4.7-T diffusion tensor imaging of acute traumatic peripheral nerve injury.

Boyer RB, Kelm ND, Riley DC, Sexton KW, Pollins AC, Shack RB, Dortch RD, Nanney LB, Does MD, Thayer WP
Neurosurg Focus. 2015 39 (3): E9

PMID: 26323827 · PMCID: PMC4786003 · DOI:10.3171/2015.6.FOCUS1590

Diagnosis and management of peripheral nerve injury is complicated by the inability to assess microstructural features of injured nerve fibers via clinical examination and electrophysiology. Diffusion tensor imaging (DTI) has been shown to accurately detect nerve injury and regeneration in crush models of peripheral nerve injury, but no prior studies have been conducted on nerve transection, a surgical emergency that can lead to permanent weakness or paralysis. Acute sciatic nerve injuries were performed microsurgically to produce multiple grades of nerve transection in rats that were harvested 1 hour after surgery. High-resolution diffusion tensor images from ex vivo sciatic nerves were obtained using diffusion-weighted spin-echo acquisitions at 4.7 T. Fractional anisotropy was significantly reduced at the injury sites of transected rats compared with sham rats. Additionally, minor eigenvalues and radial diffusivity were profoundly elevated at all injury sites and were negatively correlated to the degree of injury. Diffusion tensor tractography showed discontinuities at all injury sites and significantly reduced continuous tract counts. These findings demonstrate that high-resolution DTI is a promising tool for acute diagnosis and grading of traumatic peripheral nerve injuries.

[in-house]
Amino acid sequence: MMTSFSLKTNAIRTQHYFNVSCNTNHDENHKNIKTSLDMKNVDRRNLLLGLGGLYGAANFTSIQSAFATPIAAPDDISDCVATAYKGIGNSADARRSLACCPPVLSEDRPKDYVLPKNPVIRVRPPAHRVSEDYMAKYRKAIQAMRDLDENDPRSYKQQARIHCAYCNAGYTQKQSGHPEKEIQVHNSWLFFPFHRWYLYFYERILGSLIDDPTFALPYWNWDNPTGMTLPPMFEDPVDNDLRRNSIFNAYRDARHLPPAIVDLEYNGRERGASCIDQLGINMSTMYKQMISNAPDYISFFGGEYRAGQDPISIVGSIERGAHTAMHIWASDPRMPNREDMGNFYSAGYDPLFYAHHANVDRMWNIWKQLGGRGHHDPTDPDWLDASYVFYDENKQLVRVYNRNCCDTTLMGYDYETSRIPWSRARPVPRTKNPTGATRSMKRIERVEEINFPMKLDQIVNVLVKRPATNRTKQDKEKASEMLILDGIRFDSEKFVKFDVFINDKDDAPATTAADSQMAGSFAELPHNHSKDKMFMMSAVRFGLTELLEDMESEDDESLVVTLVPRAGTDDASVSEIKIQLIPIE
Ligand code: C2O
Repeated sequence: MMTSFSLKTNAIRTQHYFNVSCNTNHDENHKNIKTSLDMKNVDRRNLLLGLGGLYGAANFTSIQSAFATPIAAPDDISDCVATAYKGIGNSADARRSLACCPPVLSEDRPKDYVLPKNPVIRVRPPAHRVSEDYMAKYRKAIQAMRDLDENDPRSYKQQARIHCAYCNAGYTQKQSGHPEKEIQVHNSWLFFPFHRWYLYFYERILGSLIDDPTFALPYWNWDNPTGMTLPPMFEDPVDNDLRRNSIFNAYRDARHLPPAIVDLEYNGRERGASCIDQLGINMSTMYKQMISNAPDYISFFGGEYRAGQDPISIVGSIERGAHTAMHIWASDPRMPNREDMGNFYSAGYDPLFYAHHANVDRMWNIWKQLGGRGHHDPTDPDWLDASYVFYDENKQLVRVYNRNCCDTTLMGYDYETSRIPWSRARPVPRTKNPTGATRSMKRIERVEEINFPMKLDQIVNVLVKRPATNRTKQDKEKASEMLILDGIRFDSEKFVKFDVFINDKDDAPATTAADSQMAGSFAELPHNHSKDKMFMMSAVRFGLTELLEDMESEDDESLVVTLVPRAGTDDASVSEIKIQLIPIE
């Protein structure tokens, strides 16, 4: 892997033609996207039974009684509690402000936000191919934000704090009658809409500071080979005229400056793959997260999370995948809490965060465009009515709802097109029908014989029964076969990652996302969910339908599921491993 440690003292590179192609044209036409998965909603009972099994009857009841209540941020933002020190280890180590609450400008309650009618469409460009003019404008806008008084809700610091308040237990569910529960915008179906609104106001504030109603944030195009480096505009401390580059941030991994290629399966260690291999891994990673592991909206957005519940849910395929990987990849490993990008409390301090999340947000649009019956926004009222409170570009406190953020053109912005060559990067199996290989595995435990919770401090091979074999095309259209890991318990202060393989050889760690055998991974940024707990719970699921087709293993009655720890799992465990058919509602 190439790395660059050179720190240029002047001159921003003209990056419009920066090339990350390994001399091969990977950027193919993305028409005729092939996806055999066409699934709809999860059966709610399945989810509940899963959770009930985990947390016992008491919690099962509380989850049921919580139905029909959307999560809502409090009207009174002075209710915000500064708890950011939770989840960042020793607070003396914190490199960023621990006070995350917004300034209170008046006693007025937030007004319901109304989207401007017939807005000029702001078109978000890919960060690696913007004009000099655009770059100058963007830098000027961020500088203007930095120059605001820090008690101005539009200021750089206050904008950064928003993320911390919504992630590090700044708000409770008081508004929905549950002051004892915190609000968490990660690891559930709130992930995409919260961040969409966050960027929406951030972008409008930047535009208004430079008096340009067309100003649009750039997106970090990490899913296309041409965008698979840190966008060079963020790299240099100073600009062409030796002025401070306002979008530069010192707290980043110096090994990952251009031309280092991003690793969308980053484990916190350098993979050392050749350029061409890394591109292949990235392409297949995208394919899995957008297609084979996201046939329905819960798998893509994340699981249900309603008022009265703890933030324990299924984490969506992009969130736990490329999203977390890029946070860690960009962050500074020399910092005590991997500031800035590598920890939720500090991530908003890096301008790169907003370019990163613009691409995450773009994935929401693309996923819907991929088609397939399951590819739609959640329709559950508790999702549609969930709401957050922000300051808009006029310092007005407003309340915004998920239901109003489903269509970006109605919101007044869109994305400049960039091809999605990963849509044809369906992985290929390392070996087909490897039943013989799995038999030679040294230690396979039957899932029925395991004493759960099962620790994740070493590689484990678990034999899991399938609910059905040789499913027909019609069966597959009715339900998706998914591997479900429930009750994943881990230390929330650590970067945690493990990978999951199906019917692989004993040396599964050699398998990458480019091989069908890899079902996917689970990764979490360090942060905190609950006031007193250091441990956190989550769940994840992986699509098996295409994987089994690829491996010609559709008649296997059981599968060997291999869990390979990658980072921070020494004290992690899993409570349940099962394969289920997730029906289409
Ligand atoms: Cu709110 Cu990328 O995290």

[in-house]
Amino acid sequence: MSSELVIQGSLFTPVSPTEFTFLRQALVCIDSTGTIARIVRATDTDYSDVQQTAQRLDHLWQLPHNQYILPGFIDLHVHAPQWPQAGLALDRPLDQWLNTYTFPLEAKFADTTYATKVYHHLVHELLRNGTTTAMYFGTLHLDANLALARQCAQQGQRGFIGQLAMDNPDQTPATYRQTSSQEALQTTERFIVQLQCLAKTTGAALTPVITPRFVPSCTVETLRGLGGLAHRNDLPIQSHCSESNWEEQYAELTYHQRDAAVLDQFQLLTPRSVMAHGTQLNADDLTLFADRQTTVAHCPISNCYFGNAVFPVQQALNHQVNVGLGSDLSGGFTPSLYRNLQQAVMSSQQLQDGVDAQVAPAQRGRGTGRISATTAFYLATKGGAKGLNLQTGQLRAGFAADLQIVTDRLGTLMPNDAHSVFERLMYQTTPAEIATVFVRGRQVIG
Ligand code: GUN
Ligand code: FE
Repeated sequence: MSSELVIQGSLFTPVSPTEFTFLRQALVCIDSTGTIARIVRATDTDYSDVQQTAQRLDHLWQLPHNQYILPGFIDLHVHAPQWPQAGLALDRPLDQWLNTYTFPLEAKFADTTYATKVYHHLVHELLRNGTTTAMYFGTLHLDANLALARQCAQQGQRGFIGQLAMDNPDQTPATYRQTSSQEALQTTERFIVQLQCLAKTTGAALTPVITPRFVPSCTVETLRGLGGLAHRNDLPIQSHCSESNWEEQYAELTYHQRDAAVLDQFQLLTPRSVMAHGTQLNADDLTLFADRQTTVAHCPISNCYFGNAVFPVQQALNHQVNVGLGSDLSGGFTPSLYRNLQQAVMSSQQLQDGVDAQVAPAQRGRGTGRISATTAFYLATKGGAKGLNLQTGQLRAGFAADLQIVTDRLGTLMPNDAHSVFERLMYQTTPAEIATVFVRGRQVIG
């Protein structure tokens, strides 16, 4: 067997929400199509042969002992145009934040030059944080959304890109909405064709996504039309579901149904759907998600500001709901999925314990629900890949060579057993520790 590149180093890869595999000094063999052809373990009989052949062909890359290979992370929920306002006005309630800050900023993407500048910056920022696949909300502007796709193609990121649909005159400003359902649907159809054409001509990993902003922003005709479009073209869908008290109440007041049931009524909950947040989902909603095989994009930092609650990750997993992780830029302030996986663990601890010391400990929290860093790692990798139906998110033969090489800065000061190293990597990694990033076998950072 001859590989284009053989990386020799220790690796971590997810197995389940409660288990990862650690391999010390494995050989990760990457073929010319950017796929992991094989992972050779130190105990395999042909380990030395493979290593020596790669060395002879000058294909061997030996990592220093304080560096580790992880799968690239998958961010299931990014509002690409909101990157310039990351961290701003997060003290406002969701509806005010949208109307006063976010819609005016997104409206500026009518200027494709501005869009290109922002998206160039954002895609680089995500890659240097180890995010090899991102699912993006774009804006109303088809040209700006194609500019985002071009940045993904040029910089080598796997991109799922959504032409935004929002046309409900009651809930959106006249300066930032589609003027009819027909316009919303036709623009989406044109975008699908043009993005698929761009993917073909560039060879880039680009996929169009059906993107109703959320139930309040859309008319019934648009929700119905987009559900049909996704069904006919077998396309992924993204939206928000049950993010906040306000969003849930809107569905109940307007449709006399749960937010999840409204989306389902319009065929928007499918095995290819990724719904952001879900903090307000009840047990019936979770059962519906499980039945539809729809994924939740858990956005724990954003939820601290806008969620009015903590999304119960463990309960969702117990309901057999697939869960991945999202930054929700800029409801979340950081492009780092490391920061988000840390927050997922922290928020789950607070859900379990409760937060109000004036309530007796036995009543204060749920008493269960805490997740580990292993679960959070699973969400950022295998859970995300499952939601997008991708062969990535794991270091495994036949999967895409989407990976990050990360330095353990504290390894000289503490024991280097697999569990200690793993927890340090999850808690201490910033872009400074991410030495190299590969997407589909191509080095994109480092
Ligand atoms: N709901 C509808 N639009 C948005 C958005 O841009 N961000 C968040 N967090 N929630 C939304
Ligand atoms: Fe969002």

MeSH Terms (15)

Acute Disease Animals Anisotropy Diffusion Tensor Imaging Disease Models, Animal Female Humans Lower Extremity Male Peripheral Nerve Injuries Rats, Sprague-Dawley ROC Curve Sciatic Neuropathy Sensitivity and Specificity Statistics as Topic

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